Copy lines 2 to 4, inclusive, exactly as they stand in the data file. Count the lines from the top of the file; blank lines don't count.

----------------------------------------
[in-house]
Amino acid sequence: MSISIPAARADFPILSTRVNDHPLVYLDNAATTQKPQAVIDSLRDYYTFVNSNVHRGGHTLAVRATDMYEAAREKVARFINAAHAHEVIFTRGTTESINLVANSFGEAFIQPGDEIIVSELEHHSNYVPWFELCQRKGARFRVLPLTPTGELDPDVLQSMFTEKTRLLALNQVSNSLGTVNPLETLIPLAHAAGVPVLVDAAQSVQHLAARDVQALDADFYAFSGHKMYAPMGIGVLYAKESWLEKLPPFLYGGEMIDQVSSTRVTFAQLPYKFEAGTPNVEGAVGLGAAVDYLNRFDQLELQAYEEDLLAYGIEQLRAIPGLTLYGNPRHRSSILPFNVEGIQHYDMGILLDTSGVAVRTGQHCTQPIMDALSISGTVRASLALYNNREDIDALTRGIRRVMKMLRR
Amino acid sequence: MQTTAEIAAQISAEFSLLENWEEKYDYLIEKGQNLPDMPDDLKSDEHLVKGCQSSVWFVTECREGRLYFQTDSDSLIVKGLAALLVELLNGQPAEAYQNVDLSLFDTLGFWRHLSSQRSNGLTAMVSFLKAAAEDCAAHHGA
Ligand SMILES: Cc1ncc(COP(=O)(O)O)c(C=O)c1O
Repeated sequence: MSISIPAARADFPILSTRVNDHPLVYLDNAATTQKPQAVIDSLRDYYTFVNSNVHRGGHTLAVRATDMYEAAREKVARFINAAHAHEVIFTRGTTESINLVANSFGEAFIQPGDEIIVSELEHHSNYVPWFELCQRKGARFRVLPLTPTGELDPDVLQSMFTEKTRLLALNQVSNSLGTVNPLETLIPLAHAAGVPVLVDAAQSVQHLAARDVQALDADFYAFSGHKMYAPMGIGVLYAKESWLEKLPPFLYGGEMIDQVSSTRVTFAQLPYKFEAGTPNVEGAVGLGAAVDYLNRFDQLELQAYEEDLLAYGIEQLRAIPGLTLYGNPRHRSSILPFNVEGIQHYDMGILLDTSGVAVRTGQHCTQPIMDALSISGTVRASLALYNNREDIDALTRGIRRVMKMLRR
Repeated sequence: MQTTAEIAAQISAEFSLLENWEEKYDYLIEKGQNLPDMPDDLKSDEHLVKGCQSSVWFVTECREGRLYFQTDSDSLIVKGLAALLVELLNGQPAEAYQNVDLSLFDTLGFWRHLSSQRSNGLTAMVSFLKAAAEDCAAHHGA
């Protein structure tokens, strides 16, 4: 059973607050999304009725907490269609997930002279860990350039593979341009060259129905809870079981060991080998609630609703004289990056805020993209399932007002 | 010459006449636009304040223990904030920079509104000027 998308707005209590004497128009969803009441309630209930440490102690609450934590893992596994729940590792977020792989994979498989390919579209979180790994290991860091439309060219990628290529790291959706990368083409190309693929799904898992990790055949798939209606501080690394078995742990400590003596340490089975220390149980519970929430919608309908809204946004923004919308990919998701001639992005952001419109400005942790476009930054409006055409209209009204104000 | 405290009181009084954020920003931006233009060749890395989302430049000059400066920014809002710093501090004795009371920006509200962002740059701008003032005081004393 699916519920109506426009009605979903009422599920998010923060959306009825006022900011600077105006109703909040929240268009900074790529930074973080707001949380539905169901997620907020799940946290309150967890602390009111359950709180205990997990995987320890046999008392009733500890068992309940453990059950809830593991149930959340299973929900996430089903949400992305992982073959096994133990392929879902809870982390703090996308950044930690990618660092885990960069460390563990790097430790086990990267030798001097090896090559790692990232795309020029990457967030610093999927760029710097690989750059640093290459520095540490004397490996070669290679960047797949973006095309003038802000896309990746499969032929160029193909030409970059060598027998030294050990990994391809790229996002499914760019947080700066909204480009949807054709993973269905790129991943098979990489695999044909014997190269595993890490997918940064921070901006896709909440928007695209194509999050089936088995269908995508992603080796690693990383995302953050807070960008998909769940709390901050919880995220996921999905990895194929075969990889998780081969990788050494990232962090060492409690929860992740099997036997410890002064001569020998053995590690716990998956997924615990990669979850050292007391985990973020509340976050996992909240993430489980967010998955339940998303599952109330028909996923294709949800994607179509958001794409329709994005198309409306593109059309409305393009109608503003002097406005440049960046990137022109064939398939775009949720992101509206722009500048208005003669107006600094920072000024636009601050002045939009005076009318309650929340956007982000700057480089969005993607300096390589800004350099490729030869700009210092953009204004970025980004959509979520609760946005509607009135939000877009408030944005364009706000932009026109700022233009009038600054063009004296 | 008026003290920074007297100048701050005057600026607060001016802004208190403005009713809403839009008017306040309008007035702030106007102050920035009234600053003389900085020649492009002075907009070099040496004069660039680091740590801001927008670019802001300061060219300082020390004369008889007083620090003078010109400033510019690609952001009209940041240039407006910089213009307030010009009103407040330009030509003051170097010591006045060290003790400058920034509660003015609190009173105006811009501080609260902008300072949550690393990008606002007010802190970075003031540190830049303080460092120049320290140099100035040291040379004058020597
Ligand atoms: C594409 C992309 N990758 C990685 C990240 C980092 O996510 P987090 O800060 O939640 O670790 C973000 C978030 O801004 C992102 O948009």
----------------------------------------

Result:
Amino acid sequence: MSISIPAARADFPILSTRVNDHPLVYLDNAATTQKPQAVIDSLRDYYTFVNSNVHRGGHTLAVRATDMYEAAREKVARFINAAHAHEVIFTRGTTESINLVANSFGEAFIQPGDEIIVSELEHHSNYVPWFELCQRKGARFRVLPLTPTGELDPDVLQSMFTEKTRLLALNQVSNSLGTVNPLETLIPLAHAAGVPVLVDAAQSVQHLAARDVQALDADFYAFSGHKMYAPMGIGVLYAKESWLEKLPPFLYGGEMIDQVSSTRVTFAQLPYKFEAGTPNVEGAVGLGAAVDYLNRFDQLELQAYEEDLLAYGIEQLRAIPGLTLYGNPRHRSSILPFNVEGIQHYDMGILLDTSGVAVRTGQHCTQPIMDALSISGTVRASLALYNNREDIDALTRGIRRVMKMLRR
Amino acid sequence: MQTTAEIAAQISAEFSLLENWEEKYDYLIEKGQNLPDMPDDLKSDEHLVKGCQSSVWFVTECREGRLYFQTDSDSLIVKGLAALLVELLNGQPAEAYQNVDLSLFDTLGFWRHLSSQRSNGLTAMVSFLKAAAEDCAAHHGA
Ligand SMILES: Cc1ncc(COP(=O)(O)O)c(C=O)c1O